Lithuanian heat sector
Inherited from the Soviet era, the Lithuanian heat sector was until very recently obsolete, inefficient and unprofitable. After Lithuania’s accession to the EU in 2004, the heat sector was transformed with private investments into one of the most advanced in Europe.
Lithuania’s success was not limited to the renovation of heating networks. The country rapidly implemented biomass revolution and is now ranking amongst the world’s leading consumers of renewable energy resources.
Efficient heat production and supply, extensive use of biomass and low environmental impact are the main characteristics of the Lithuanian heat sector today.
Renovation of heat networks
Heat loss in urban heat transmission networks have been reduced from 33 to 15 percent on average. Efficient heat supply to consumers enables annual saving of 89 million Eur. Lithuania has almost caught up with modern Scandinavian heat networks demonstrating approx. 12 percent of heat loss.
Fig. 1. Comparative fuel consumption of DH sector (1996-2018)
Fig. 2 Technological transmission losses in DH networks 1996 – 2018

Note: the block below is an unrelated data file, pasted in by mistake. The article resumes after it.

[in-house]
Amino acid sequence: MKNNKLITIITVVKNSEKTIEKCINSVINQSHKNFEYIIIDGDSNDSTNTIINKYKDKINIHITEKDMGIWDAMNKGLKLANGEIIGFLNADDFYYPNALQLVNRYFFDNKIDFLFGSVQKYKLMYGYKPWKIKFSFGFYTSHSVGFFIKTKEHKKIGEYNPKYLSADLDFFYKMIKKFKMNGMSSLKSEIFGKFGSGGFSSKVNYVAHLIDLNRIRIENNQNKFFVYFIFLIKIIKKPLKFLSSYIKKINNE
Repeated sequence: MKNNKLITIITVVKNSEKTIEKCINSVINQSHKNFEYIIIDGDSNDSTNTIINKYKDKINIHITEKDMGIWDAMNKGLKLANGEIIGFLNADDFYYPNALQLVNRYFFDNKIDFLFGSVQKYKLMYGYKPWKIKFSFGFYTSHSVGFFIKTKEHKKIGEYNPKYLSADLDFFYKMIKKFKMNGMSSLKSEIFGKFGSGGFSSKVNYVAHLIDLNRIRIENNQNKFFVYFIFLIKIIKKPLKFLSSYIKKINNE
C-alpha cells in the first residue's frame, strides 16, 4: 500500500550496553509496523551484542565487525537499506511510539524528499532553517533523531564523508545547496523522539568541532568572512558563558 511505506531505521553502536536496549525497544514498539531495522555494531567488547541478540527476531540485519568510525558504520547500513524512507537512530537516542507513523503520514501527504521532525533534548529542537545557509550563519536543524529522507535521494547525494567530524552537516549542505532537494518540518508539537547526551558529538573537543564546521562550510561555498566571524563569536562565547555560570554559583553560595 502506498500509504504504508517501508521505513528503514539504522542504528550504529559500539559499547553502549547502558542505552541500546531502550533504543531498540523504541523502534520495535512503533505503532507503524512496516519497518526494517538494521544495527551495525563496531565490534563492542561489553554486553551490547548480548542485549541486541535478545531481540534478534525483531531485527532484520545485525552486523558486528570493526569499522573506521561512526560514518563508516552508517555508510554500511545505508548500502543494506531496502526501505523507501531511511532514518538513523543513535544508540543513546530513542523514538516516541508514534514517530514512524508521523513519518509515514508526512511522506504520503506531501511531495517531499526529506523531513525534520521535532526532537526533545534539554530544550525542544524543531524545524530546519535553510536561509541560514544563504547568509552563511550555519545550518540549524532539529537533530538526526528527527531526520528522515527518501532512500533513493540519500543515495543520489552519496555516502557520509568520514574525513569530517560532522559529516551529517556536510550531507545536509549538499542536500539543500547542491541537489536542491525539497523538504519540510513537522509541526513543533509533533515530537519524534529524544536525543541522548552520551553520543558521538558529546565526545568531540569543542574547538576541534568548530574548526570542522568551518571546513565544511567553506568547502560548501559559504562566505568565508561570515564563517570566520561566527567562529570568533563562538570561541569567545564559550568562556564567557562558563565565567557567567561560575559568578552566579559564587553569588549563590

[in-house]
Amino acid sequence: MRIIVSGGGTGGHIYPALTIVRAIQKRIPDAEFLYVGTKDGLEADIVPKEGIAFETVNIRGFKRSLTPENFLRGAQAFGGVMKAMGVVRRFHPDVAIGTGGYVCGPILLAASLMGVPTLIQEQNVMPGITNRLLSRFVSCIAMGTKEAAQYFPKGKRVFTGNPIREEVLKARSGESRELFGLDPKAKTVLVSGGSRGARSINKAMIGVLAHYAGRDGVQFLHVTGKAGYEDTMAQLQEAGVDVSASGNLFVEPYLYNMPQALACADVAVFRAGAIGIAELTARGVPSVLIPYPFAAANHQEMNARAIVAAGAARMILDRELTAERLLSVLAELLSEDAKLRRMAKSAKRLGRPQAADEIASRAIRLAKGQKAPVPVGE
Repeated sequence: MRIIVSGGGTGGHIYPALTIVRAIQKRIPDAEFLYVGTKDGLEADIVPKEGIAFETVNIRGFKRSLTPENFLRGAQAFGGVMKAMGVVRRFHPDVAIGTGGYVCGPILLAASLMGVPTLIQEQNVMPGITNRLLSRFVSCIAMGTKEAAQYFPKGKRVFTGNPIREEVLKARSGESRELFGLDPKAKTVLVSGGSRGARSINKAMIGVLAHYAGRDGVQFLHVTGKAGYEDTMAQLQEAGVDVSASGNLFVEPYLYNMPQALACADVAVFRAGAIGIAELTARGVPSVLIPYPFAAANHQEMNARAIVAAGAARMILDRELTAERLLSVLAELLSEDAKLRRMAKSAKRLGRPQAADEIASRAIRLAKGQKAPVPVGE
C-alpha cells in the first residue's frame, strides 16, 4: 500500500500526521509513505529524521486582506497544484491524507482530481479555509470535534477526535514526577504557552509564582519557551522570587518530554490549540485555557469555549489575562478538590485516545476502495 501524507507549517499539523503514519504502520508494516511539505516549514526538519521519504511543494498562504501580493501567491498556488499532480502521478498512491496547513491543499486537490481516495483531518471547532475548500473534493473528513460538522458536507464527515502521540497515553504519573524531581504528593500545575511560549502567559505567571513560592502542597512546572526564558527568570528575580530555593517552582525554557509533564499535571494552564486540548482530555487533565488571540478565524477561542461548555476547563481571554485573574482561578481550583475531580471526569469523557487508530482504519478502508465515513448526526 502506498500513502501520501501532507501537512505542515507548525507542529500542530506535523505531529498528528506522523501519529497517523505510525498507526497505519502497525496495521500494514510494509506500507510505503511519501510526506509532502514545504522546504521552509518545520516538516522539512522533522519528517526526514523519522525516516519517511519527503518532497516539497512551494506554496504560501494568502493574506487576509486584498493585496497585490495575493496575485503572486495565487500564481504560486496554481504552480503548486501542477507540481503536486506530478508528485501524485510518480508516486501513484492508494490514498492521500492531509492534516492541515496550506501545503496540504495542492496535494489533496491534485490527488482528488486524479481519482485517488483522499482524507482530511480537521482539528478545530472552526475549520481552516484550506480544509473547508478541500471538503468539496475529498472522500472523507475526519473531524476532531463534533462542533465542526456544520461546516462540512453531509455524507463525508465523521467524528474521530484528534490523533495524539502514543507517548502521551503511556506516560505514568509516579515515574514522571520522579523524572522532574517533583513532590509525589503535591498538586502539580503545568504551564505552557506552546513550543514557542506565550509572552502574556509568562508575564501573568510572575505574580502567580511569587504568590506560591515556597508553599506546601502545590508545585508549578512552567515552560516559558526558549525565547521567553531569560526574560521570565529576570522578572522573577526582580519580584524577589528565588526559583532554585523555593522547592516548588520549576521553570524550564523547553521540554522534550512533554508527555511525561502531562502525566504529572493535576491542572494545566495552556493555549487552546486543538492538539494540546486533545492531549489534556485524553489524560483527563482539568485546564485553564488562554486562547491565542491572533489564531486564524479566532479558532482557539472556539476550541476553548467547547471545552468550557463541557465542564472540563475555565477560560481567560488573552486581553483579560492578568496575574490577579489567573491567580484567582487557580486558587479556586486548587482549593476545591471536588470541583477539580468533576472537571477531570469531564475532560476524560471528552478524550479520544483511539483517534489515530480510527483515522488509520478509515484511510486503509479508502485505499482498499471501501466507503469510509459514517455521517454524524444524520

The use of biomass
Lithuania serves as an example of achieving energy independence from an import monopoly of expensive natural gas over a short period of time. For long years Lithuania has been paying the highest price in Europe for gas supplied by Gazprom’s monopoly. In Lithuania, the share of district heating generated from biomass increased from 2 percent in 2004 up to 68 percent in 2018. Lithuania has enough resources to have 100 per cent bio-fuel-based heating without causing negative environmental impact.
Fig. 3 The structure of primary fuel in DH production 1997 – 2018
Fig. 4 The average price of natural gas and biofuel for DH production in Lithuania Eur/ tne excl. VAT
The country’s national goal is to produce heat with zero CO2 emissions by 2050, i.e. to produce heat from renewables only.
Although heating systems have been modernised, heat consumption is still inefficient in multi-apartment buildings of old construction. The main challenge for Lithuania in the context of cost reduction remains renovation of energy-wasting, uninsulated houses.
Fig. 5 There are 17000 multifamily apartment houses (700 thous flats) connected to DH networks: 420 thous apartments in old, uninsulated multi-apartment buildings, 120 thous apartments of extremely poor quality, 112 thous apartments in partially renovated multi-apartment buildings, 70 thous apartments in newly built and renovated multi-apartment buildings.
Annual reports on technical-economic data of Lithuanian DH companies (members of LDHA):